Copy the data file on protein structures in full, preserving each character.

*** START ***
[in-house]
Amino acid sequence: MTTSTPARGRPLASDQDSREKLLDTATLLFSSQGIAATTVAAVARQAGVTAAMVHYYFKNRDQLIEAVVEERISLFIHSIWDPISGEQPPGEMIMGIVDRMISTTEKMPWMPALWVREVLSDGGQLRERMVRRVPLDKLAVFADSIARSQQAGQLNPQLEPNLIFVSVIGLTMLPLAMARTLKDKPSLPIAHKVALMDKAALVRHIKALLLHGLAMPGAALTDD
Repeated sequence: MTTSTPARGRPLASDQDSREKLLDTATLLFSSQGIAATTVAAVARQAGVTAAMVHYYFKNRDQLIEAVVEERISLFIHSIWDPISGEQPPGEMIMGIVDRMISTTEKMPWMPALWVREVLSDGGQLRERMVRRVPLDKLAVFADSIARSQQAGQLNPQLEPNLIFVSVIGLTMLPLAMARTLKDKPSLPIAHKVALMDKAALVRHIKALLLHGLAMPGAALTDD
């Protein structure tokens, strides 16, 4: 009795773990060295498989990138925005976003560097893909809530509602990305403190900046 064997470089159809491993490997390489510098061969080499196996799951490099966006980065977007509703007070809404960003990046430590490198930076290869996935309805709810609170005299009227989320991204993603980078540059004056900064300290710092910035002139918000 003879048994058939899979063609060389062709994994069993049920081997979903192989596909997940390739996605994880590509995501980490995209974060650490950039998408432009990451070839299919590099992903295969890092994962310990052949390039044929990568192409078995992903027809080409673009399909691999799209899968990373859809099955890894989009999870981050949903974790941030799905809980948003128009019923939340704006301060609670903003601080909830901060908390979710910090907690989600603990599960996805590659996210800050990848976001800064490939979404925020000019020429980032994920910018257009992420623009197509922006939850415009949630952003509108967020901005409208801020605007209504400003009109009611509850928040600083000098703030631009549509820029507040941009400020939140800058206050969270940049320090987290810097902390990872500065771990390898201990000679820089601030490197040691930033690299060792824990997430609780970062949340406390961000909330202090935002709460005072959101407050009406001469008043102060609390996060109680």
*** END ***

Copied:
[in-house]
Amino acid sequence: MTTSTPARGRPLASDQDSREKLLDTATLLFSSQGIAATTVAAVARQAGVTAAMVHYYFKNRDQLIEAVVEERISLFIHSIWDPISGEQPPGEMIMGIVDRMISTTEKMPWMPALWVREVLSDGGQLRERMVRRVPLDKLAVFADSIARSQQAGQLNPQLEPNLIFVSVIGLTMLPLAMARTLKDKPSLPIAHKVALMDKAALVRHIKALLLHGLAMPGAALTDD
Repeated sequence: MTTSTPARGRPLASDQDSREKLLDTATLLFSSQGIAATTVAAVARQAGVTAAMVHYYFKNRDQLIEAVVEERISLFIHSIWDPISGEQPPGEMIMGIVDRMISTTEKMPWMPALWVREVLSDGGQLRERMVRRVPLDKLAVFADSIARSQQAGQLNPQLEPNLIFVSVIGLTMLPLAMARTLKDKPSLPIAHKVALMDKAALVRHIKALLLHGLAMPGAALTDD
């Protein structure tokens, strides 16, 4: 009795773990060295498989990138925005976003560097893909809530509602990305403190900046 064997470089159809491993490997390489510098061969080499196996799951490099966006980065977007509703007070809404960003990046430590490198930076290869996935309805709810609170005299009227989320991204993603980078540059004056900064300290710092910035002139918000 003879048994058939899979063609060389062709994994069993049920081997979903192989596909997940390739996605994880590509995501980490995209974060650490950039998408432009990451070839299919590099992903295969890092994962310990052949390039044929990568192409078995992903027809080409673009399909691999799209899968990373859809099955890894989009999870981050949903974790941030799905809980948003128009019923939340704006301060609670903003601080909830901060908390979710910090907690989600603990599960996805590659996210800050990848976001800064490939979404925020000019020429980032994920910018257009992420623009197509922006939850415009949630952003509108967020901005409208801020605007209504400003009109009611509850928040600083000098703030631009549509820029507040941009400020939140800058206050969270940049320090987290810097902390990872500065771990390898201990000679820089601030490197040691930033690299060792824990997430609780970062949340406390961000909330202090935002709460005072959101407050009406001469008043102060609390996060109680």